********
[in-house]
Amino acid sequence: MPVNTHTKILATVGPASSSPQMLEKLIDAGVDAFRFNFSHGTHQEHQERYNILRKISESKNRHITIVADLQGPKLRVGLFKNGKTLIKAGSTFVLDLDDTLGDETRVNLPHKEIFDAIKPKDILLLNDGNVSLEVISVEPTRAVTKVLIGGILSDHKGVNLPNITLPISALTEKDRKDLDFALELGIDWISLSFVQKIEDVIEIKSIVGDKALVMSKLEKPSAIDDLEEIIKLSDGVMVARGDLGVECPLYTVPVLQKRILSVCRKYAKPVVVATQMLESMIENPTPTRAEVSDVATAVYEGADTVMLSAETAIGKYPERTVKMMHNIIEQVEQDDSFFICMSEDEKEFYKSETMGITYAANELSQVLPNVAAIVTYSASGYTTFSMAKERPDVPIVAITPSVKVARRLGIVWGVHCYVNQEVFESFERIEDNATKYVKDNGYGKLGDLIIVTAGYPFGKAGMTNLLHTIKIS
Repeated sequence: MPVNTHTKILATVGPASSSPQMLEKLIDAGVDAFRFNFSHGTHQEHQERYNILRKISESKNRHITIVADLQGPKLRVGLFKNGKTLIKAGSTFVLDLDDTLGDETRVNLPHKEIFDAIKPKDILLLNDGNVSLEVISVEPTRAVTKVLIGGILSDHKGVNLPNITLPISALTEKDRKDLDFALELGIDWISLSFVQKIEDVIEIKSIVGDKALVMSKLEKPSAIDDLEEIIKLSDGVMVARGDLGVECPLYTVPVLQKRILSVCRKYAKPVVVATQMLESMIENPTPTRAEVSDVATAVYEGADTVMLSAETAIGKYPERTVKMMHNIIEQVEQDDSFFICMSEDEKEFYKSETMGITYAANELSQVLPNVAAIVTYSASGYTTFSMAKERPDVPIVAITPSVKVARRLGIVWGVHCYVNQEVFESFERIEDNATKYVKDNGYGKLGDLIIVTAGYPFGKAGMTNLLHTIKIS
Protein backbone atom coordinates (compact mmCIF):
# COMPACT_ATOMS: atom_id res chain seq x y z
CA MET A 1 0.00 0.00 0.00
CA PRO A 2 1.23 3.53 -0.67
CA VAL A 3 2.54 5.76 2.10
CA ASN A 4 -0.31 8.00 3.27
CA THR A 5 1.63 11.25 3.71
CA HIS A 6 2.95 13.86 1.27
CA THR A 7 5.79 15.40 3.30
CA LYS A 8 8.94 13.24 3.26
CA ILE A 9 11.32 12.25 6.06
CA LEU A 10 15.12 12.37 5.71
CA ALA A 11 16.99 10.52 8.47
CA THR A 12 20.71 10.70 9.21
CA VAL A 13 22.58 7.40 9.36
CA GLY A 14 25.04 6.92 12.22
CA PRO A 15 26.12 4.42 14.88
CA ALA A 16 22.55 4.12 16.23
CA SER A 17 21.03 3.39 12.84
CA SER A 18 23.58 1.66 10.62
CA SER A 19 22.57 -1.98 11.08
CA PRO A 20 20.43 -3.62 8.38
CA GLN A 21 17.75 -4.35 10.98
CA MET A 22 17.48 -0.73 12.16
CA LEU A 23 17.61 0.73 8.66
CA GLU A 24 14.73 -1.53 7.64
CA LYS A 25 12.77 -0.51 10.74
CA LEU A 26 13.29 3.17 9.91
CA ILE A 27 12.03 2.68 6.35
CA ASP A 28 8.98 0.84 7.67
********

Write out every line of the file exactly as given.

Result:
[in-house]
Amino acid sequence: MPVNTHTKILATVGPASSSPQMLEKLIDAGVDAFRFNFSHGTHQEHQERYNILRKISESKNRHITIVADLQGPKLRVGLFKNGKTLIKAGSTFVLDLDDTLGDETRVNLPHKEIFDAIKPKDILLLNDGNVSLEVISVEPTRAVTKVLIGGILSDHKGVNLPNITLPISALTEKDRKDLDFALELGIDWISLSFVQKIEDVIEIKSIVGDKALVMSKLEKPSAIDDLEEIIKLSDGVMVARGDLGVECPLYTVPVLQKRILSVCRKYAKPVVVATQMLESMIENPTPTRAEVSDVATAVYEGADTVMLSAETAIGKYPERTVKMMHNIIEQVEQDDSFFICMSEDEKEFYKSETMGITYAANELSQVLPNVAAIVTYSASGYTTFSMAKERPDVPIVAITPSVKVARRLGIVWGVHCYVNQEVFESFERIEDNATKYVKDNGYGKLGDLIIVTAGYPFGKAGMTNLLHTIKIS
Repeated sequence: MPVNTHTKILATVGPASSSPQMLEKLIDAGVDAFRFNFSHGTHQEHQERYNILRKISESKNRHITIVADLQGPKLRVGLFKNGKTLIKAGSTFVLDLDDTLGDETRVNLPHKEIFDAIKPKDILLLNDGNVSLEVISVEPTRAVTKVLIGGILSDHKGVNLPNITLPISALTEKDRKDLDFALELGIDWISLSFVQKIEDVIEIKSIVGDKALVMSKLEKPSAIDDLEEIIKLSDGVMVARGDLGVECPLYTVPVLQKRILSVCRKYAKPVVVATQMLESMIENPTPTRAEVSDVATAVYEGADTVMLSAETAIGKYPERTVKMMHNIIEQVEQDDSFFICMSEDEKEFYKSETMGITYAANELSQVLPNVAAIVTYSASGYTTFSMAKERPDVPIVAITPSVKVARRLGIVWGVHCYVNQEVFESFERIEDNATKYVKDNGYGKLGDLIIVTAGYPFGKAGMTNLLHTIKIS
Protein backbone atom coordinates (compact mmCIF):
# COMPACT_ATOMS: atom_id res chain seq x y z
CA MET A 1 0.00 0.00 0.00
CA PRO A 2 1.23 3.53 -0.67
CA VAL A 3 2.54 5.76 2.10
CA ASN A 4 -0.31 8.00 3.27
CA THR A 5 1.63 11.25 3.71
CA HIS A 6 2.95 13.86 1.27
CA THR A 7 5.79 15.40 3.30
CA LYS A 8 8.94 13.24 3.26
CA ILE A 9 11.32 12.25 6.06
CA LEU A 10 15.12 12.37 5.71
CA ALA A 11 16.99 10.52 8.47
CA THR A 12 20.71 10.70 9.21
CA VAL A 13 22.58 7.40 9.36
CA GLY A 14 25.04 6.92 12.22
CA PRO A 15 26.12 4.42 14.88
CA ALA A 16 22.55 4.12 16.23
CA SER A 17 21.03 3.39 12.84
CA SER A 18 23.58 1.66 10.62
CA SER A 19 22.57 -1.98 11.08
CA PRO A 20 20.43 -3.62 8.38
CA GLN A 21 17.75 -4.35 10.98
CA MET A 22 17.48 -0.73 12.16
CA LEU A 23 17.61 0.73 8.66
CA GLU A 24 14.73 -1.53 7.64
CA LYS A 25 12.77 -0.51 10.74
CA LEU A 26 13.29 3.17 9.91
CA ILE A 27 12.03 2.68 6.35
CA ASP A 28 8.98 0.84 7.67